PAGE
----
Mannette met with government officials up to Friday evening at the Ambassador Hotel, thrashing out details of an exchange programme. “Actually, I met with the Culture Ministry three times during the week and I must say that the people there are now prepared to look at pan very differently. The Minister is ready to go with a number of things that can help the steelband movement.
“The meetings with the university have been very fruitful as well. We laid the groundwork for a continuing collaborative exchange. People from WVU and UWI drew up an outline of some of the things we want to do. From this point on, we will take it back and forth and it will begin to grow. We are quite certain that the enthusiasm we felt there would make it happen in the shortest possible time,” he said.
“All in all, my time here has been spent in a very productive way and with the kind of reception that our discussions enjoyed, I can tell you that I will be back soon and indeed very often,” he said.
A pioneer celebrates
LAST Saturday, October 21, he was celebrated by Pan Trinbago and given an award at the final night of the historic World Steelband Music Festival. Earlier in that week, his name was repeatedly mentioned and his work frequently cited as the reference position by a team of scholars from around the world, who met here for the first International Conference on the Science and Technology of the Steelpan.
Wednesday the tears gushed, as he received a national award, the Chaconia Silver Medal, from President Arthur NR Robinson at a special audience at the official residence, in recognition of his contribution to the arts. “Tears filled my eyes,” he said. “I had no idea that after all the years I spent away from Trinidad and Tobago, that the Government would still treat me with so much respect. I sat there and just began to cry. Every time I go to these types of events, I remember the struggles I and all the others went through for pan.”
In between the various official engagements, Mannette was inundated with queries about the origins of certain aspects of the instrument, his work with West Virginia University and his thoughts on where pan is going. On Monday he had a rapt audience at UWI’s Learning Resource Centre, as he chaired a three-hour lecture/discussion on pan. It was at that forum that his mentor at West Virginia University (where he is now artist in residence and an adjunct professor in the college of music), Professor Phil Faine, first observed the depth of emotion that Mannette’s visit had already evoked.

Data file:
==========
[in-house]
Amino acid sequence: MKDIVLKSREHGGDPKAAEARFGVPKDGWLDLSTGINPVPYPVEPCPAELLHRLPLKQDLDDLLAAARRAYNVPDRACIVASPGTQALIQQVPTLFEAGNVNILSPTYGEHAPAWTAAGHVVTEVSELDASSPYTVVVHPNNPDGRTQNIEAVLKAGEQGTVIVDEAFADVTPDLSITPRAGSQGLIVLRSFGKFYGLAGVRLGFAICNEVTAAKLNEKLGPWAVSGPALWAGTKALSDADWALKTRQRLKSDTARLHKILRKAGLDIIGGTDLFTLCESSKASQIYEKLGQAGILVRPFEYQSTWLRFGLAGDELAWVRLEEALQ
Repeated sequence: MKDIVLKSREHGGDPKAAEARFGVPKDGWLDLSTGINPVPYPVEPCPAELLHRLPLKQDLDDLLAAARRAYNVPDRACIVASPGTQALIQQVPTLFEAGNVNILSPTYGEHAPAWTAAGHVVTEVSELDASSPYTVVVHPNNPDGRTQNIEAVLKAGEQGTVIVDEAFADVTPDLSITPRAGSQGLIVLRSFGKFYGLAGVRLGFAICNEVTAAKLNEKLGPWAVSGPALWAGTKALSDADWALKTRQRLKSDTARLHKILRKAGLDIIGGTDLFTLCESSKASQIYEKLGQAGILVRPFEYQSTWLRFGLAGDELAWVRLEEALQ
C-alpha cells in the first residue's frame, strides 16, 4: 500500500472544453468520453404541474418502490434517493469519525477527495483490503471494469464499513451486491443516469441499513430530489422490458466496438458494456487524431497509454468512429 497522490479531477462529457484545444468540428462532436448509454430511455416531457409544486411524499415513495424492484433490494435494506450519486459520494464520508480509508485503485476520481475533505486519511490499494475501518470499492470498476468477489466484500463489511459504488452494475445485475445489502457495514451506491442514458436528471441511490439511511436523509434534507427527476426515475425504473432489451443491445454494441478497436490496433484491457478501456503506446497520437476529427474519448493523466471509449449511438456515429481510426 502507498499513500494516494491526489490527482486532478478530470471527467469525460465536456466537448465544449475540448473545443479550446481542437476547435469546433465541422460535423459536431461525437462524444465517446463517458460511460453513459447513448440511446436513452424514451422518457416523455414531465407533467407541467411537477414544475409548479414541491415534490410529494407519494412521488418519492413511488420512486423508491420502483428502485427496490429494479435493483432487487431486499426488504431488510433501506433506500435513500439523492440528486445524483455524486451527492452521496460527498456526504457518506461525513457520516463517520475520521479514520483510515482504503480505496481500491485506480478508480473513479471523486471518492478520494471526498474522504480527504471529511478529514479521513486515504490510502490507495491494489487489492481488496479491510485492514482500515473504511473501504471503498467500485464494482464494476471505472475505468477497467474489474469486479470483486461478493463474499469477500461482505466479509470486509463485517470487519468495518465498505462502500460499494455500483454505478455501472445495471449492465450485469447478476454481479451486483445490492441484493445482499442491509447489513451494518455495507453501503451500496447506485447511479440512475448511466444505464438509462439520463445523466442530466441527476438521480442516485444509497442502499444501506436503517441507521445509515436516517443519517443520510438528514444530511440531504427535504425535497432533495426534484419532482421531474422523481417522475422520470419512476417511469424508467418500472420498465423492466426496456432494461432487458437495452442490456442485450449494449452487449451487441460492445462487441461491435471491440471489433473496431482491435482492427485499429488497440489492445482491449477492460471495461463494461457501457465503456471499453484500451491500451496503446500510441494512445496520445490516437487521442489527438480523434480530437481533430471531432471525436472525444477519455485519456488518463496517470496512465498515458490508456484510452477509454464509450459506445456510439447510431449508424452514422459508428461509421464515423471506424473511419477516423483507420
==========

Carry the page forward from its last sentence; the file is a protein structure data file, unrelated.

“I felt I had to accompany him back on this journey to his roots,” Faine said. “There he was in the sixties as a prophet without honour in his own country. He went away and did the work (and no one knows how hard this man works daily) and it has been truly enlightening to see the regard in which he is still held here after this long absence.
Later that night, Mannette took the first of his nostalgic trips to the Invaders panyard. Among his many questions there was the status of a cork-hat he donned to signal that the band was ready to move at Jouvert, the first morning of Carnival, posed on the very location that he developed so many of the orchestral voices that currently comprise the steelband. It was there too that he decided to sink the drums into the convex shape that facilitated all the other developments and it was there that he first thought of putting rubber on the stick to mellow the impact.
Thursday, the Divali religious holiday (and his only free day all week), he flew across to Tobago for some rest and relaxation.
“This week has been excellent and has surpassed my wildest expectation,” he said.
“My students, my family, my manager all agree. This has been one of our most productive weeks ever.”
Terry-J at I-Level